More tools needed to prevent spread of food supply threats
With the Coronavirus in the news, now seems to be a good time to talk about disease defense and prevention. Coronaviruses are a family of zoonotic viruses (meaning transmitted between animals and humans) that can cause respiratory illness in humans. Experts believe the emerging worldwide outbreak may have begun when the virus was transmitted to humans by a pangolin, an animal resembling the armadillo. Of course, coronaviruses are not the only zoonotic diseases, and pangolins are not the only animals that can transmit diseases to people. Over the course of history, humans have contracted diseases from birds, pigs, bats and many other animals.
And diseases that afflict livestock can be economically devastating. Each year, the cost of foreign pests and diseases in the U.S. is estimated to reach into the tens of billions of dollars. Even a single disease can devastate an industry.
African Swine Fever, for instance, has wiped out nearly a third of Chinese pigs, causing the price of swine in China to increase by more than 100 percent in just one year. Countries in which the disease has been detected are subject to onerous trade restrictions intended to prevent further spread of the disease.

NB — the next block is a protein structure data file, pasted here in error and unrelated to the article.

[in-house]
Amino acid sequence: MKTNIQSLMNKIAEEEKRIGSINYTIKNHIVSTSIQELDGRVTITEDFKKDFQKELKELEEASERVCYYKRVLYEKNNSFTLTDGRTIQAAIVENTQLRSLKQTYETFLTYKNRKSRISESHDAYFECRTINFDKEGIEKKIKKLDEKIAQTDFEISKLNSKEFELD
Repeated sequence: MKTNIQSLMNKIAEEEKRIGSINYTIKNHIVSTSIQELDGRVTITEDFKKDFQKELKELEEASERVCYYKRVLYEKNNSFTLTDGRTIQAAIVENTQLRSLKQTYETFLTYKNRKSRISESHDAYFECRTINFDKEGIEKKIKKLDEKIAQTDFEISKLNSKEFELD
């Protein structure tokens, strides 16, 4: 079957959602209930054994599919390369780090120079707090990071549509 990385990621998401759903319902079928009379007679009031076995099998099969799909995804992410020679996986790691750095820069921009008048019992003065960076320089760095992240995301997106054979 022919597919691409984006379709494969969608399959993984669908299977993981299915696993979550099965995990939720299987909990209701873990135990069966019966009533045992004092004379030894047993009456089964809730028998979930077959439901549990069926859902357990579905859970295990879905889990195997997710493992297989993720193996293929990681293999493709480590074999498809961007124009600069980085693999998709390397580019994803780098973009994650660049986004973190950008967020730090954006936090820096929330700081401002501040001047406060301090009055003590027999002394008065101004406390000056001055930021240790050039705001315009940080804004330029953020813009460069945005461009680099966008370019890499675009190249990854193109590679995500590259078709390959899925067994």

Given the risks, it is enormously important to take all reasonable measures to prevent the introduction and spread of any disease that threatens us or our food supply.
To that end, the U.S. House of Representatives recently passed the Protecting America’s Food and Agriculture Act of 2019, which authorizes additional funding to prevent the introduction of animal diseases and pests into the United States. Specifically, the bipartisan legislation grants U.S. Customs and Border Patrol (CBP) the authority to hire, train and assign 200 new CBP Agriculture Technicians each fiscal year until the number of technicians meets the requirements set forth in CBP’s annual Mission and Operational Support Resource Allocation Model. Agricultural Specialists play a vital role in preventing the introduction of animal diseases into the U.S.
For obvious reasons, the legislation has received vigorous industry support. The sooner the legislation can make its way through the Senate and cross the president’s desk, the better. The threat of disease will likely only continue to worsen in years to come as new diseases emerge and existing diseases become more resistant to our countermeasures.
If we are to prevent the introduction of diseases that could devastate our economy, it is imperative that we provide CBP the tools they need, and soon. NP